I made a promise when I began this blog-the ramblings of an ageing female-that health issues would not be at the forefront of every post. Every now and then, however there is bound to be some blot on the fitness horizon and this particular blot appears to have eclipsed normal life like a blackout curtain.
In an ironic curve the disease I have eventually been diagnosed with is not at all age related, more an unfortunate plague of a far younger demographic. What is it? It is ulcerative colitis; nasty and incurable, yes, life threatening-well no, supposedly not, except that the odds of more sinister complaints are increased.
Whilst Fiction Month was running its [highly satisfactory] course the writer was undergoing many weeks of initial terror followed by exhaustion and desperation as the slow wheels of our UK health service ground along; well-meaning and efficient but over-stretched and ponderous.
During the past two months life has shrunk back within the walls of the house, where access to bathroom facilities provides a secure reassurance-for now, the only factor that matters. This disease, as all inflammatory bowel diseases [Crohn’s is another] is neither romantic nor noble, reducing us, the sufferers to the most basic of needs- a toilet and means of cleaning up. A walk, shopping trip or evening out becomes an activity to be undertaken with trepidation and vast amounts of planning, but mostly not at all.
With Christmas rearing up I fall eagerly on the reassuring presence of the internet while fantasising about strolling around Christmas markets, choosing ‘real’ items, stopping for coffees, enjoying the ambience of the ‘Alpine Bar’ that popped up in our local town [according to Facebook].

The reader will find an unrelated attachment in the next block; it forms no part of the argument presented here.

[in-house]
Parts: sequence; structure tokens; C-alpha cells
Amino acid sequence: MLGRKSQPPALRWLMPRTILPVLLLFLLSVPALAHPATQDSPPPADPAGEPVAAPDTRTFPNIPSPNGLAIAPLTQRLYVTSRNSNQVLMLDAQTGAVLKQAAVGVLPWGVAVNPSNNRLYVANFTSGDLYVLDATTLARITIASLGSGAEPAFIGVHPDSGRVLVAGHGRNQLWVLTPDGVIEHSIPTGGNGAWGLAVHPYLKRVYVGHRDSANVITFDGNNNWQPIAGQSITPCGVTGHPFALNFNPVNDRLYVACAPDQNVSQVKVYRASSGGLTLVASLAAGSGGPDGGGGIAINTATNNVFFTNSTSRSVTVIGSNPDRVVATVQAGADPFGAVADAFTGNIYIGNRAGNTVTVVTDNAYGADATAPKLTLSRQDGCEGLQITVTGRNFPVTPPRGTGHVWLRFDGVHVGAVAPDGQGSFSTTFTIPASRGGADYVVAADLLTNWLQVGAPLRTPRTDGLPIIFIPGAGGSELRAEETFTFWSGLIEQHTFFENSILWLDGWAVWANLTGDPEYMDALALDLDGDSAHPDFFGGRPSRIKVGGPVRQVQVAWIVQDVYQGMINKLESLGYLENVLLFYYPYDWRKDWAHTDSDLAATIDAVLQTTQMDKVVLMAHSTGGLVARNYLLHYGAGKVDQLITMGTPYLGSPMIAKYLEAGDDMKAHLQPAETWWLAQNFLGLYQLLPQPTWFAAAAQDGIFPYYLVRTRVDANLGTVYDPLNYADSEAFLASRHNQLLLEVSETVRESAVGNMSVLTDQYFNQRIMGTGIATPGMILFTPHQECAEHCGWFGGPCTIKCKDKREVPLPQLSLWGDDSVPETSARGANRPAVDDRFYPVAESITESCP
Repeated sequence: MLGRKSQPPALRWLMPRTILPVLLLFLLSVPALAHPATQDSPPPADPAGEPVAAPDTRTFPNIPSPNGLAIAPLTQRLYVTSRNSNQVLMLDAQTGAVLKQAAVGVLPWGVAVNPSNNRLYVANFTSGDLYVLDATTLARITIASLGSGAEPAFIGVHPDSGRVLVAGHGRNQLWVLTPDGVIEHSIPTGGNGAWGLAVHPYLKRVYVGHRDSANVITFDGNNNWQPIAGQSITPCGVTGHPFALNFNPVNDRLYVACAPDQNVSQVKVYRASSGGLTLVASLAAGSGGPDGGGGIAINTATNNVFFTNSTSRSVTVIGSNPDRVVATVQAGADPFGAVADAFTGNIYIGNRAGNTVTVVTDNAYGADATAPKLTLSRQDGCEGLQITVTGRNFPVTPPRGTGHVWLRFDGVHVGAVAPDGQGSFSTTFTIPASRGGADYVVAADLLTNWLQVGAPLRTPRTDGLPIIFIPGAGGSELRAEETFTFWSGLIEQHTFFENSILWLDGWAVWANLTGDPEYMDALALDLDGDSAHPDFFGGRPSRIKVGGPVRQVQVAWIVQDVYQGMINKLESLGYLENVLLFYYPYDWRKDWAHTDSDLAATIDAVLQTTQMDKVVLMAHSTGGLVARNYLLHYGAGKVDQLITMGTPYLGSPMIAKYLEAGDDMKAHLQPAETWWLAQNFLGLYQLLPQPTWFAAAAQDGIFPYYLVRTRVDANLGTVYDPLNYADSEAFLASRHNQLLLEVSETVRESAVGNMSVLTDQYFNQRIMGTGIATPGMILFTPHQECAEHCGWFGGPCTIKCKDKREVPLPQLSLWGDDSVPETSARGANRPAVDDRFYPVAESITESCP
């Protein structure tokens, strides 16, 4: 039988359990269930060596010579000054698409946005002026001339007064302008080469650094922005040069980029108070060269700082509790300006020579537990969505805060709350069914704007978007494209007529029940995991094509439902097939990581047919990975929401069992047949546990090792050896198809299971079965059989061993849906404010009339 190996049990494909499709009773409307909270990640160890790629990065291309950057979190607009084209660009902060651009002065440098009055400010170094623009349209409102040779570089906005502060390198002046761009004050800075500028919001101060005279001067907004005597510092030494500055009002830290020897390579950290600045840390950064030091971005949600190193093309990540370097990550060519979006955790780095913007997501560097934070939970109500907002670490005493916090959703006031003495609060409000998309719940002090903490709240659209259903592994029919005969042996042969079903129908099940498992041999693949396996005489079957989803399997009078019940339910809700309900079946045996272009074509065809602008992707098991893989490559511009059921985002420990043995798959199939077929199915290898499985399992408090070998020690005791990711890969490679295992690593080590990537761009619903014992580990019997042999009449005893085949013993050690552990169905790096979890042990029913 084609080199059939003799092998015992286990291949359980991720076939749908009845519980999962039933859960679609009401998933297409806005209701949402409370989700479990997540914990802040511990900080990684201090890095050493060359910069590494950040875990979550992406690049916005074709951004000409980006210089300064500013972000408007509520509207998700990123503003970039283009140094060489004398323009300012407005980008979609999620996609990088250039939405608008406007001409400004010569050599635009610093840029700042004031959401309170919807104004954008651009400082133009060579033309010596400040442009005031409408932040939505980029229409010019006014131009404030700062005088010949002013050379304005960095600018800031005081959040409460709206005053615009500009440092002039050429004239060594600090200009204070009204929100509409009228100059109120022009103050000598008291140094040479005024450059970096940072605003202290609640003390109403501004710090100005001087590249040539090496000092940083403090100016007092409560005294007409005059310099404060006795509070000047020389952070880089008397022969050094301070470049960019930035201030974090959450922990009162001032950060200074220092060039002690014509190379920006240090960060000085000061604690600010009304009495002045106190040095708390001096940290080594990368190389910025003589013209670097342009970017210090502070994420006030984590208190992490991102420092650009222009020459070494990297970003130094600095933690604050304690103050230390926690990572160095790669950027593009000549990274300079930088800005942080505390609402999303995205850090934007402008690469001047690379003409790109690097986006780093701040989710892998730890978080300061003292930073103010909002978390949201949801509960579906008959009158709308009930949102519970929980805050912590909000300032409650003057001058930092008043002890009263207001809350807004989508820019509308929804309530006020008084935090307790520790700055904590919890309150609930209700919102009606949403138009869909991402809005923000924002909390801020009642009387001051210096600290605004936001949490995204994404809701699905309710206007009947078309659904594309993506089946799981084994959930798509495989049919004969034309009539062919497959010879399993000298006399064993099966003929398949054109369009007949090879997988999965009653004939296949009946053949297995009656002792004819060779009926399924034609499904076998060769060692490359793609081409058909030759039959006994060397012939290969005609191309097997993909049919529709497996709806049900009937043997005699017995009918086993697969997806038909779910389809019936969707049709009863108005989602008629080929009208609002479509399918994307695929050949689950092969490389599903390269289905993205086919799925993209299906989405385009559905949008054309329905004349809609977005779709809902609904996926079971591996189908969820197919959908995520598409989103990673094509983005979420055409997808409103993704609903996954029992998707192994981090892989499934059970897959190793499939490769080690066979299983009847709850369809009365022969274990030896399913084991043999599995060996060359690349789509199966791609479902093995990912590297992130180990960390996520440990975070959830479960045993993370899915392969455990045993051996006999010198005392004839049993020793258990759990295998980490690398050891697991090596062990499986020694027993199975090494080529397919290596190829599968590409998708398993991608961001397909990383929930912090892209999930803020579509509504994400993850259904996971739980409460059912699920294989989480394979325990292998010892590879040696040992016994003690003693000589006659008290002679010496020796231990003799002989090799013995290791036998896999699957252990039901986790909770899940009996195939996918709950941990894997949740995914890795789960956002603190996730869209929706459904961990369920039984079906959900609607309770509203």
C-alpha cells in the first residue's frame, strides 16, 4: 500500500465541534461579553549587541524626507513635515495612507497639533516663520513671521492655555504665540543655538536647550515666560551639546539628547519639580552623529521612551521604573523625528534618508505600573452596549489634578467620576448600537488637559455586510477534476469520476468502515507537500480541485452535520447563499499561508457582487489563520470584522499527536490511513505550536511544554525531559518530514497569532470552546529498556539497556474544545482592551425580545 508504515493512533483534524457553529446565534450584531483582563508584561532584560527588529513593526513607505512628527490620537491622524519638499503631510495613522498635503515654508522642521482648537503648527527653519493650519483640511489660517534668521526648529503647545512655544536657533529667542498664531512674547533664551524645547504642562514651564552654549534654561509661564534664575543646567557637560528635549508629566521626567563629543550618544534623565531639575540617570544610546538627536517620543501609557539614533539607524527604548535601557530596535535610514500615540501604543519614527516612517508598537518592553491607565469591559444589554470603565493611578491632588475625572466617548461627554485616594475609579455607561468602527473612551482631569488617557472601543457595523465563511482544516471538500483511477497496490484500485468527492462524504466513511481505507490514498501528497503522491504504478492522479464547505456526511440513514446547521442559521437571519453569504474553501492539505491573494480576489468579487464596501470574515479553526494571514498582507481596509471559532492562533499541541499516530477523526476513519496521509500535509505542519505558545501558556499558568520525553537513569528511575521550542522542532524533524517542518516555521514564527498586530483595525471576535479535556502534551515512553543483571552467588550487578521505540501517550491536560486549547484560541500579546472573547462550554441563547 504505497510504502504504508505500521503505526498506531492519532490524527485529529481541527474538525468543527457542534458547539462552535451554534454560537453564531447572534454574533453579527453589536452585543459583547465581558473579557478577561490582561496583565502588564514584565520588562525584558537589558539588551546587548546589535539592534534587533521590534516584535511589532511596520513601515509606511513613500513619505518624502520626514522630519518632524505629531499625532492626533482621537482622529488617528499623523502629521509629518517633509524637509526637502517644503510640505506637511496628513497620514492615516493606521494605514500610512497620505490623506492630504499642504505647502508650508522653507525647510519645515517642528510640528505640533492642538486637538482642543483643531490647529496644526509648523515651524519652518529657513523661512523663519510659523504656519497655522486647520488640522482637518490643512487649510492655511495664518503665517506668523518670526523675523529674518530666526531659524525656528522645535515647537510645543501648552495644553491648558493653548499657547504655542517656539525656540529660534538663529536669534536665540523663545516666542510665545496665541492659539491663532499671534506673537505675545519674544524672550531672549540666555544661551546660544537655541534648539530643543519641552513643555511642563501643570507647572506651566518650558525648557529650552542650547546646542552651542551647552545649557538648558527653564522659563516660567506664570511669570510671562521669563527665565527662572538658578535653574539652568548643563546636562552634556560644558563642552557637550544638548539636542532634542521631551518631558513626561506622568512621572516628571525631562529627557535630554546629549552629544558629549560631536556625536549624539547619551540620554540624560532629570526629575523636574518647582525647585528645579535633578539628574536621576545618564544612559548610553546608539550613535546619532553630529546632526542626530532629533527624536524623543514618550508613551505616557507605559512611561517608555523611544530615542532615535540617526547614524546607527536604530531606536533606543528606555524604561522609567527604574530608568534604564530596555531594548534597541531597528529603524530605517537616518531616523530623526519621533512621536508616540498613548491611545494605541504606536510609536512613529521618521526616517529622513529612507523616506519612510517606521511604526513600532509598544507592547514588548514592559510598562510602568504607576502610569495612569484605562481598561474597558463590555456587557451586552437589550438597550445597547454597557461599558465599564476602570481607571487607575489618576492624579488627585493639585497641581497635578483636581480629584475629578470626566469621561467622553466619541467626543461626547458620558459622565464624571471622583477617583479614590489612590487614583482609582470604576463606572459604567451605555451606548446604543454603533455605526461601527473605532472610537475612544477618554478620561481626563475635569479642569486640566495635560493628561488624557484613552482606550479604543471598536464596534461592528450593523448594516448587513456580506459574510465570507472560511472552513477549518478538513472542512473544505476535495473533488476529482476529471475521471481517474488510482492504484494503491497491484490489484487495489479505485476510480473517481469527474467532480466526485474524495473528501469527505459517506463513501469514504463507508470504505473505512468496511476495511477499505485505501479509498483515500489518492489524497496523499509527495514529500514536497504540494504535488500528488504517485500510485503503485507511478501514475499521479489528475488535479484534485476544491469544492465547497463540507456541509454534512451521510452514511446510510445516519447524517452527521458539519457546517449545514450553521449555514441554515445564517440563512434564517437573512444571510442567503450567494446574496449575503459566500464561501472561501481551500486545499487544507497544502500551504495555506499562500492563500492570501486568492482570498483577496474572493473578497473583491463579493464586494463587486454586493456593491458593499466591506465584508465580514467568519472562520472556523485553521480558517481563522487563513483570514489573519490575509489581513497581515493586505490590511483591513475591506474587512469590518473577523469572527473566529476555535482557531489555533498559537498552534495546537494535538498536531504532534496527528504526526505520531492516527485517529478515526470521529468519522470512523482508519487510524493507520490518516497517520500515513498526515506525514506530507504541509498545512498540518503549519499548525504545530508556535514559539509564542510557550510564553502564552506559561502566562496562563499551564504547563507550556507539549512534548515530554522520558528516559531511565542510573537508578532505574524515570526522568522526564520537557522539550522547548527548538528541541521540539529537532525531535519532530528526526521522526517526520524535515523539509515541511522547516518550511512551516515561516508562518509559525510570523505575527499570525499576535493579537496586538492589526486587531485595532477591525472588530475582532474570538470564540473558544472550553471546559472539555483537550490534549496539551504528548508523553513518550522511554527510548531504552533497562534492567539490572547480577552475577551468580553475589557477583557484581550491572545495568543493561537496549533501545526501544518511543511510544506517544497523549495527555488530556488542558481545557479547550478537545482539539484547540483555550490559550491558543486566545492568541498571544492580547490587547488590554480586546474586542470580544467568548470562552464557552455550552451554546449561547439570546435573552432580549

Between sojourns enclosed within the shiny, tiled cell of the lavatory I have enjoyed the luxury of unlimited research time, during which I have discovered the unfathomable ocean of misery that is undergone by those who suffer chronic illness. I am castigated by the small but dedicated carers that are my immediate family for doing this, but to me, ignorance can never be a pleasure. The more I know, the better I am prepared.
The GP [local doctor] who was my first port of call has kindly followed up with inquiries regarding diagnosis and progress but clearly is at a loss to know how to provide cheer amid the gloom. ‘You are on a journey’, she tells me and I refrain from advising her that my travel plans have reduced down to the few steps it takes to achieve the safety of the loo. She does mean well.
In all I have not failed to recognise that I am extremely lucky to have Husband-supporting without false cheer, and Offspring-resilient in her newly acquired nurse’s knowledge. Messages, however brief, from some of those who I’ve plucked up the courage to inform are more appreciated than they can know.
So far treatment cannot be described as an unmitigated success, although I recognise it is still ‘early days’ and that there are further options along what the doctor calls the ‘journey’.
I am learning to appreciate home comforts and I am catching up [via the wonder that is ‘Blinkbox’] on TV and film I missed when I was engaged in more worthy activities.
One tragic casualty has been my writing, the pursuit of which has escaped me. This may change-who knows? What a blessing we none of us know what lies ahead!